Options: Herbal cigarettes and nicotine patches are worth trying.
Options: Herbal cigarettes and nicotine patches are worth trying.
Man exhales e-cigarette vapour in park in Kiev Picture: Filed
Man exhales e-cigarette vapour in park in Kiev Picture: Filed
ALTHOUGH it may be easy for some people to just stop smoking, for others quitting and for- getting about this habit doesn’t work.

If you’re thinking of quitting and you are ready to smoke your last cigarette, these alternative methods may work, especially in the early days of your quitting journey.

E-cigarettes

The use of electronic cigarettes, or e-cigarettes, is gaining momentum in South Africa.

While considered trendy by many, their use is considered controversial in many circles and it’s still debatable whether these vapour-containing devices should be used in smoke-free zone.

While these cigarettes do not contain tobacco most electronic cigarette liquids contain nicotine, water, glycerol or propylene glycol and flavours.

As the liquid in electronic cigarettes is heated, not combusted, during use, there is no smoke, but vapour.

Herbal cigarettes

Herbal cigarettes don’t contain tobacco and therefore have no nicotine. They are filled with herbs or flowers and come in varieties like menthol, ginseng or rum. Some studies show that they are just as harmful as cigarettes as they release toxins when burned.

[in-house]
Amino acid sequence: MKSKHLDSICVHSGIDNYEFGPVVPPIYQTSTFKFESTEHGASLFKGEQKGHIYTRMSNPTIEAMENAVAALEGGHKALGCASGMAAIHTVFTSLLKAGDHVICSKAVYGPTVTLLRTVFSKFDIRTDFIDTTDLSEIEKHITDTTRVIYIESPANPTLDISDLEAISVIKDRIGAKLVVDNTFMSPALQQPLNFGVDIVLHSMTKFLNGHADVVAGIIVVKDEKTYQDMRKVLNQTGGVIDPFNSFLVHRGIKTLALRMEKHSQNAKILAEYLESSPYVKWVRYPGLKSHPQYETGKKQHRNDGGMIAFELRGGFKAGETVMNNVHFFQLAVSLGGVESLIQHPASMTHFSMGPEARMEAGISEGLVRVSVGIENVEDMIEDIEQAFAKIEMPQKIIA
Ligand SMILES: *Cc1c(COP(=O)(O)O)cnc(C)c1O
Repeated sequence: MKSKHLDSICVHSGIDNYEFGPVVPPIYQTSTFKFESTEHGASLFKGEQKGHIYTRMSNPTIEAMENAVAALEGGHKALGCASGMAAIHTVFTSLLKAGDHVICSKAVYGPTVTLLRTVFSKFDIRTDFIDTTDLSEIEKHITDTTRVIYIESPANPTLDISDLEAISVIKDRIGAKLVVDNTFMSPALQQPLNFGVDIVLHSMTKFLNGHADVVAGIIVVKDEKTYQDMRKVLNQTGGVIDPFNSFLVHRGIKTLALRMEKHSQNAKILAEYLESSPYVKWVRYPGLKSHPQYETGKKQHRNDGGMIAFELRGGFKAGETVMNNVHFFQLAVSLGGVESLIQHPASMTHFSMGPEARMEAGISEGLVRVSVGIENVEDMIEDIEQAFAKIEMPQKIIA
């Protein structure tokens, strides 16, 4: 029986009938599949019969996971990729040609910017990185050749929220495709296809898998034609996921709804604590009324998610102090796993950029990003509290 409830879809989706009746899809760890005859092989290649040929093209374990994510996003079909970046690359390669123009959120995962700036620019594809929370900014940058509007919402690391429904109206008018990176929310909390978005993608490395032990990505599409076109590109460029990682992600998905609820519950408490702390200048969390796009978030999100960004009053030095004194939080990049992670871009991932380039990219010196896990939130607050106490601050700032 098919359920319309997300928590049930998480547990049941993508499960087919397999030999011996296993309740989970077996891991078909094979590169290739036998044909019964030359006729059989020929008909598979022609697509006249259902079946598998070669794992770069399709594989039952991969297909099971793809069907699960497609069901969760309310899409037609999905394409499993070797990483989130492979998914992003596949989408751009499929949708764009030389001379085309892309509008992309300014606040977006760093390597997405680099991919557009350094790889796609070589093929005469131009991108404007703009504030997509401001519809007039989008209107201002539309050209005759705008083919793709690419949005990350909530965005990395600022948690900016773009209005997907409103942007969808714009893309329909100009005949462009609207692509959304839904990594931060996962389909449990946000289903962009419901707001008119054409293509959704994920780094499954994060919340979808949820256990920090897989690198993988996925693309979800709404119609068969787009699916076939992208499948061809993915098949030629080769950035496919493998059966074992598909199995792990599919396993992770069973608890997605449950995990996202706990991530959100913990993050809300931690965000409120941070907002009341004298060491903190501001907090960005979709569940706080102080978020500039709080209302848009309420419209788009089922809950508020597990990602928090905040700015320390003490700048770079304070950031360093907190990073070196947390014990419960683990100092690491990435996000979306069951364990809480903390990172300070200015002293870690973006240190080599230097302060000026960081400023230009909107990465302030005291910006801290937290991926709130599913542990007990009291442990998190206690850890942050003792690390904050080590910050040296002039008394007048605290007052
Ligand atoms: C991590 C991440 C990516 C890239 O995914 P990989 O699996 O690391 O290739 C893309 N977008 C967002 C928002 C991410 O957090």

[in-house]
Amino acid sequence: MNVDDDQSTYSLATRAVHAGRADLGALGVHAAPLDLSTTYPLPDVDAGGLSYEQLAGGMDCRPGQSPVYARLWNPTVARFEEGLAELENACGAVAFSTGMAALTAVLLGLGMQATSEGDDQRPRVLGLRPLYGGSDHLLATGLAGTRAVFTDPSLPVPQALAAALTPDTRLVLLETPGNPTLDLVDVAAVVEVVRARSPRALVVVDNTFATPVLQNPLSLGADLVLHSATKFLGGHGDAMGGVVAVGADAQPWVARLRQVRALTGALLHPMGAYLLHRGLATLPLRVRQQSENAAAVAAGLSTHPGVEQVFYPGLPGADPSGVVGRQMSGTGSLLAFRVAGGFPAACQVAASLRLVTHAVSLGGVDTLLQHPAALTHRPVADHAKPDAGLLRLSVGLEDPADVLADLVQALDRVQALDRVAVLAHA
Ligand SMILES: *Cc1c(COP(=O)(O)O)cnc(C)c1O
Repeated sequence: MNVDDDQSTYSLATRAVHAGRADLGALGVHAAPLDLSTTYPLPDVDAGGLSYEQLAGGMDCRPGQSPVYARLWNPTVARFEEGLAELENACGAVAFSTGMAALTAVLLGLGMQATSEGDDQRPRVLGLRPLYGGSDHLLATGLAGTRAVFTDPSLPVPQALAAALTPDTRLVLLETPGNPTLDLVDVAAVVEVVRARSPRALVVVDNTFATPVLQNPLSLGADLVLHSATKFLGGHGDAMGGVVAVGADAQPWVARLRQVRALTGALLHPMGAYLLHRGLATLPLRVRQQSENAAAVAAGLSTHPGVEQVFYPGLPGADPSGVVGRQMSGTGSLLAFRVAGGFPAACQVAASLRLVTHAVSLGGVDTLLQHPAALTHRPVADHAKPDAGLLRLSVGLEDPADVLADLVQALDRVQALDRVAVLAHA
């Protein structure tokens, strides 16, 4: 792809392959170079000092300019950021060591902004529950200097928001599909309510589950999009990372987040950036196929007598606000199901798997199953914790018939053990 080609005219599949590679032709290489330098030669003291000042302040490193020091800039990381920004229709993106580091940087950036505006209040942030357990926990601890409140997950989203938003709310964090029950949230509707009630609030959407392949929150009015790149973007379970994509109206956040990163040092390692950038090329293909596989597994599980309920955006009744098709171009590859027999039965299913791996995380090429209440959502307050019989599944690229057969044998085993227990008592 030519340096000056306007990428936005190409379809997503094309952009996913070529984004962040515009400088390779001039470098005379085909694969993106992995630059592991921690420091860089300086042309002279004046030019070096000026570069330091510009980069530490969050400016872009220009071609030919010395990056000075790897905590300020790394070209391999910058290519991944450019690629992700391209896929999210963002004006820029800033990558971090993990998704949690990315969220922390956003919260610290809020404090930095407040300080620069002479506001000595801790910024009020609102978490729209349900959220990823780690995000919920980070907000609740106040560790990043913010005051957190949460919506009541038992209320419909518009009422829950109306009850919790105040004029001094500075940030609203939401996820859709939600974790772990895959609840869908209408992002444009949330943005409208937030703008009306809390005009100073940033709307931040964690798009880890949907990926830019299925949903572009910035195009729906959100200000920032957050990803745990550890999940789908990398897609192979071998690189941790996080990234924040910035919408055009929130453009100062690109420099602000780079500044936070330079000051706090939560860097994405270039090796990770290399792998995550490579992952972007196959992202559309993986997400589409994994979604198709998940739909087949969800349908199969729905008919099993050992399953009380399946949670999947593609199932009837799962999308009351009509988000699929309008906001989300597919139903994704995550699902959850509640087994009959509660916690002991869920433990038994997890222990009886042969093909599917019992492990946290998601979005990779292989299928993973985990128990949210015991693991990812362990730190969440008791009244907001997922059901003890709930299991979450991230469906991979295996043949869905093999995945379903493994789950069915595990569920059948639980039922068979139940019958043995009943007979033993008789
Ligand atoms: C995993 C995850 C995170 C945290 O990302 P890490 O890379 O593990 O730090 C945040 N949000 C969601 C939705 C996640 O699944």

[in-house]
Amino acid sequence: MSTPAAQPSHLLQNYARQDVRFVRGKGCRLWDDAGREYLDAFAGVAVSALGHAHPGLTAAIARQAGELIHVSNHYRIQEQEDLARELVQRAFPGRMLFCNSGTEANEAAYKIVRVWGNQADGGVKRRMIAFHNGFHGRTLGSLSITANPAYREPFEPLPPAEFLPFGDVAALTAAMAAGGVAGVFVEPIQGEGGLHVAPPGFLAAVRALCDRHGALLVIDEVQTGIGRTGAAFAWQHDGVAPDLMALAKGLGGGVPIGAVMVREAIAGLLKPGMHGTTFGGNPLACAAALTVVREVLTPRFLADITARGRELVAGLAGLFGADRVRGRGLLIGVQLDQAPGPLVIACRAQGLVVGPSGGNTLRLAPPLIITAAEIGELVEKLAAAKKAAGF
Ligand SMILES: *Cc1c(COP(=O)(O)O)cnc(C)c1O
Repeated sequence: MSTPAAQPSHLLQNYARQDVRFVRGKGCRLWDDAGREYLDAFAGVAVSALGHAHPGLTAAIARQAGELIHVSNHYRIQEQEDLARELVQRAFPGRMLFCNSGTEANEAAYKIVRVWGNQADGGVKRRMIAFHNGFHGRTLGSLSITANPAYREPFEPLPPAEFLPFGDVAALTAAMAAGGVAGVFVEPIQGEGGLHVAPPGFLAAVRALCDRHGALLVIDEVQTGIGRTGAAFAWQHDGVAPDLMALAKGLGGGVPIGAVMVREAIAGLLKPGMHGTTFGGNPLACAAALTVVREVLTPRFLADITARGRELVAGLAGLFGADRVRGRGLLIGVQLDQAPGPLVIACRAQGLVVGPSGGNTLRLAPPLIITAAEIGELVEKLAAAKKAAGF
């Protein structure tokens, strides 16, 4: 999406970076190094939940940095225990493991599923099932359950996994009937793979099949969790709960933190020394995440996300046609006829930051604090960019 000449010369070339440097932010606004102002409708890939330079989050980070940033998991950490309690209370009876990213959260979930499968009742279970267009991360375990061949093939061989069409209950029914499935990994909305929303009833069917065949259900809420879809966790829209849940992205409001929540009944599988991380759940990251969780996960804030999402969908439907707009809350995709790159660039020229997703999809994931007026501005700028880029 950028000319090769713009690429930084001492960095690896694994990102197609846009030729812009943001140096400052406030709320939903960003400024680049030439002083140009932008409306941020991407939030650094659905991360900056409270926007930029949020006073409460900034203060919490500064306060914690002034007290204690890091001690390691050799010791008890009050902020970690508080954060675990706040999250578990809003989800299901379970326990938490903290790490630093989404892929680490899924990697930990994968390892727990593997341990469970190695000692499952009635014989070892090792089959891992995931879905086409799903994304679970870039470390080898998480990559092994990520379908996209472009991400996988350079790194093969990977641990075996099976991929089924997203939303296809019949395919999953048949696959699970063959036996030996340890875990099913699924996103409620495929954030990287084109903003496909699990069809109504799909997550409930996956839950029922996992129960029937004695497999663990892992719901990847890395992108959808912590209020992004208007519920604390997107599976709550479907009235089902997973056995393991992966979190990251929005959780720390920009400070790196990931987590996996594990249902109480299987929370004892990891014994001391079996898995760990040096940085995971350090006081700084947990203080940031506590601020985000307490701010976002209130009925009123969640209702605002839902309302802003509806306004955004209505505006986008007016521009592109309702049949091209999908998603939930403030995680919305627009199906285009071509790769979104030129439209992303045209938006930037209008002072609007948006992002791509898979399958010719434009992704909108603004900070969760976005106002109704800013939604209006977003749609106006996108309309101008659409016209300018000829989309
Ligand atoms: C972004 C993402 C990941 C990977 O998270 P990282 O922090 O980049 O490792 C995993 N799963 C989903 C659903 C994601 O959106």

Other types of these herbal cigarettes are “bidis” and “clove cigarettes”. As these do contain tobacco and are generally unfiltered they may contain more nicotine, tar and carbon monoxide.

Nicotine patches

Using a nicotine patch can help reduce withdrawal symptoms when you quit, such as cravings, irritability, trouble concentrating, restlessness, anxiety and trouble sleeping.

Nicotine patches can be gradually reduced once the habit and routine of smoking has been broken.

The Cancer Association of South Africa (Cansa) offers the following tips to help you stop smoking:

Decide on a date to quit smoking and stick to it.

Throw away all reminders of smoking such as cigarette packets, ashtrays, lighters.

Aim to exercise for at least 30 minutes three times a week.

Avoid smokers and triggers that may tempt you.

The first two to three days are the most difficult. It usually becomes easier with time.

Tell your family and friends that you are trying to quit so that they can offer you support.

Weight gain is not a necessary side effect of quitting. Ensure that you eat a healthy balanced diet.

Do not use a crisis or special occasion as an excuse for “just one” cigarette.

Don’t be too hard on yourself. Quitting is a journey, so try and try again.